Continuing my exploration with figure drawing, here are a few sketches done with charcoal on construction paper. The idea for this set came from seeing drawings done on gray paper. I found most construction paper would work just as good as paper specially designed for drawing. Most of these drawings were done on square (12″ x 12″) scrapbook paper, I cropped them to fit an 4×6 ratio.
Drawings: 5-10 minutes
These drawings were quickly sketched. I used charcoal pencil for the black and white Conté for the white. Conté is a type of pencil which has been used for drawing for many centuries, its a mixture of graphite and clay, and it’s one of the most popular materials used in drawing.
Often times a prop is used to add some variation to the poses. Since I’m not very fast at drawing I leave the props to the end, which usually means an unfinished area in the drawing.
Using a color background is a quick way to add impact to the drawing. I use the background color as my base and try to fill in only the light and dark areas, leaving the middle tones for the eyes to fill.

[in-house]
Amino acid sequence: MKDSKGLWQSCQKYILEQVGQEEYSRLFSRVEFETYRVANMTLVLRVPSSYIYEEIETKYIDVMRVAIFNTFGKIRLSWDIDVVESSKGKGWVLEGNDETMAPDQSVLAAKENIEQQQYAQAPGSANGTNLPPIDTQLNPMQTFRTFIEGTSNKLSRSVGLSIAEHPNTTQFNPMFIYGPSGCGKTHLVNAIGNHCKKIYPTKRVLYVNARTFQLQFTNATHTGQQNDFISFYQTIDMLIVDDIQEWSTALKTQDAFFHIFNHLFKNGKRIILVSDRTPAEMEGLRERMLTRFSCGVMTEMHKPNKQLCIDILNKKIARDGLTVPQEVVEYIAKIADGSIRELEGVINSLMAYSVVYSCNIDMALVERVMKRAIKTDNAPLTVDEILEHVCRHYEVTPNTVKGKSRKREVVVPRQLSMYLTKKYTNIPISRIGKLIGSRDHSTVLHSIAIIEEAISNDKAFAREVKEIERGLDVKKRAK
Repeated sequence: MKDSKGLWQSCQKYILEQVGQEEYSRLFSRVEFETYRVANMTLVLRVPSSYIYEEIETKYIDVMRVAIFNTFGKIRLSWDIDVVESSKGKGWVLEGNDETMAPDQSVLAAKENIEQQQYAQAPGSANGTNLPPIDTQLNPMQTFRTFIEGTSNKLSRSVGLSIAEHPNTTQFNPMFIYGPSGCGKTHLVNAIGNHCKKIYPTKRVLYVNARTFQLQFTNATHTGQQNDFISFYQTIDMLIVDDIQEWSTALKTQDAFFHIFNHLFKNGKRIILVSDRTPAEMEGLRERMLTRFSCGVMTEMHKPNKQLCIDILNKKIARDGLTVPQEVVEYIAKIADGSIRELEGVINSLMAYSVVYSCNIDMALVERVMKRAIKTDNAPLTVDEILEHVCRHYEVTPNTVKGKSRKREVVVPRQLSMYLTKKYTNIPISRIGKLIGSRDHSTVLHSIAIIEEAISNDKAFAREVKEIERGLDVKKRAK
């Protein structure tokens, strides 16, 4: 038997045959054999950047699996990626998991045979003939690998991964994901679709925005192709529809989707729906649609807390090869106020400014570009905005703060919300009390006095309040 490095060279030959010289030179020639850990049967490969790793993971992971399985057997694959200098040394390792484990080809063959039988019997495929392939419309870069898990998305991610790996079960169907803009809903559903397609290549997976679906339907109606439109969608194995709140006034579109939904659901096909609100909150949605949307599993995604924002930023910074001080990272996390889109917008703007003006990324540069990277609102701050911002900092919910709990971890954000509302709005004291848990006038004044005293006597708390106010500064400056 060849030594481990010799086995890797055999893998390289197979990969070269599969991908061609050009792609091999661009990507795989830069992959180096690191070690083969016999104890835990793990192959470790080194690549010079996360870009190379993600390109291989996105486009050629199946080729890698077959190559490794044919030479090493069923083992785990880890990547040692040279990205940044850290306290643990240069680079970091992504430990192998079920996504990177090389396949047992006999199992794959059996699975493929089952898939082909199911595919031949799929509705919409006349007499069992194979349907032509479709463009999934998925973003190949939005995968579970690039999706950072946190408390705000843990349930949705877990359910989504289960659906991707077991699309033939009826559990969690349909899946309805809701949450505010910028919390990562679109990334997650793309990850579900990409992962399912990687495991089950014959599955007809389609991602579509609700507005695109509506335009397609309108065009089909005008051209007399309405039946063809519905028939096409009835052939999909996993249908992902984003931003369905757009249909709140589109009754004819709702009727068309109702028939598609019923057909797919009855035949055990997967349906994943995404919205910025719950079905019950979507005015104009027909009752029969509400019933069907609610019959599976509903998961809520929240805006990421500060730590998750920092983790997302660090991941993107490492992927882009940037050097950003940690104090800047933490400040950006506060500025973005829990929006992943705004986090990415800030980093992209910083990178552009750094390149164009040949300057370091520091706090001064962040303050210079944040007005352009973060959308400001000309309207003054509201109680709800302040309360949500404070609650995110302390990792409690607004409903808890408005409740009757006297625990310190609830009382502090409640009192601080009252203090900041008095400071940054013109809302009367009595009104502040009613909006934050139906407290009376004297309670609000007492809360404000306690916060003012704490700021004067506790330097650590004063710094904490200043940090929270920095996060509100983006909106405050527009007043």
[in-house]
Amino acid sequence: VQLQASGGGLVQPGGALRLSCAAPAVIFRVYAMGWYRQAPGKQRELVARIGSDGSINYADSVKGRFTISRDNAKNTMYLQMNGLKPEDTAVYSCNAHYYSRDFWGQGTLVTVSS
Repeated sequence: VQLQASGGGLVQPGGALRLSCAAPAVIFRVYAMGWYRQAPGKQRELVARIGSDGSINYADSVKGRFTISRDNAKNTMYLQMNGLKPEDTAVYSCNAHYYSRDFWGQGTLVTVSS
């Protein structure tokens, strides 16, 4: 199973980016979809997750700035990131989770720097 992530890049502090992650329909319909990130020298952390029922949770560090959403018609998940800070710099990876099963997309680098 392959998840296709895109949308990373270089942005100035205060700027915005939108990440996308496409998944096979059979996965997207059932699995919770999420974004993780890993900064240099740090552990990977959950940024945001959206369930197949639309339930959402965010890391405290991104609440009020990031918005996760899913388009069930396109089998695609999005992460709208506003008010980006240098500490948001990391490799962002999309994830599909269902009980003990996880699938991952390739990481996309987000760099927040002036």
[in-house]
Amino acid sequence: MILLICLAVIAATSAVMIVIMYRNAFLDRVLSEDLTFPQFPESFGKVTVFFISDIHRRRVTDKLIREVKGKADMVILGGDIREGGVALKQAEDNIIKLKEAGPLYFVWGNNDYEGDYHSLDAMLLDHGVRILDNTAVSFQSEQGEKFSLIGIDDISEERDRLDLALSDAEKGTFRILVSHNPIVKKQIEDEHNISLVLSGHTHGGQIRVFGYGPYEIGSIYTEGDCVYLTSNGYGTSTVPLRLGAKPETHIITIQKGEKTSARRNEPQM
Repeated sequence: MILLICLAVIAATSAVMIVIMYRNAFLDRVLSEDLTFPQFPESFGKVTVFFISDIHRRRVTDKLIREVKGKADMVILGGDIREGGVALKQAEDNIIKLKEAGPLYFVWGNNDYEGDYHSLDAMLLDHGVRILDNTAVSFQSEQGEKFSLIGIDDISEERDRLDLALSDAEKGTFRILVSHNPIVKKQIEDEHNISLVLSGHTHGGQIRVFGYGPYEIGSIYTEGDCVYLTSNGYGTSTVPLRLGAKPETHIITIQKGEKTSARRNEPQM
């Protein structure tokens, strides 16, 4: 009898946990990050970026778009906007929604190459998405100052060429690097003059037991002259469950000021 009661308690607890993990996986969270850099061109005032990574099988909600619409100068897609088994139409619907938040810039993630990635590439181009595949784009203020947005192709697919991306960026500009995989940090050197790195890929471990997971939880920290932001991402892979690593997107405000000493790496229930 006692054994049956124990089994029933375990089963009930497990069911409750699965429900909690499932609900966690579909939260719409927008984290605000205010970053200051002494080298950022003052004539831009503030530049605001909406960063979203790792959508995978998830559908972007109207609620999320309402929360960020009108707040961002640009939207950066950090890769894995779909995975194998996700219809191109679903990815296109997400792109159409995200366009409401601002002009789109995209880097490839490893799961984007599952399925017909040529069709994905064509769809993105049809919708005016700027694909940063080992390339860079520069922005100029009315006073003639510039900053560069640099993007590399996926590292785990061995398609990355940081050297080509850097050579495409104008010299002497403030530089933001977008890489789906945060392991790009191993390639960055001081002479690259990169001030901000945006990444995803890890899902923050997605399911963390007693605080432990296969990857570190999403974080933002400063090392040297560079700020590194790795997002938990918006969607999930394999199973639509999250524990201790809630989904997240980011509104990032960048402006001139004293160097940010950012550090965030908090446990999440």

Drawings: 10-20 Minutes
Although I prefer longer poses, I realized I get a lot more out of the drawing sessions with shorter poses. The short poses can be action and expression poses while the long ones are usually resting poses.
On this drawing you can see I began to outline the figure with the white pencil. Although the pose is very still, these white lines outside the drawing give it some form of action and movement.
The construction paper I used for these last drawings is the larger 18″x12″, which made it a bit more difficult to scan. You can see some dark areas where I tried merging the scans. This large construction paper provided more area to work on and some of the sheets had a nice texture effect added.
I hope you enjoyed the drawings. I have a lot more sketches, but these were some of my favorite ones. Since drawing sessions start with short (1 or 2 minute) poses, many of the other sketches are very rough and unfinished. If I get a chance I will try posting some of those initial sketches, perhaps they can show additional insight into drawing. Till next time.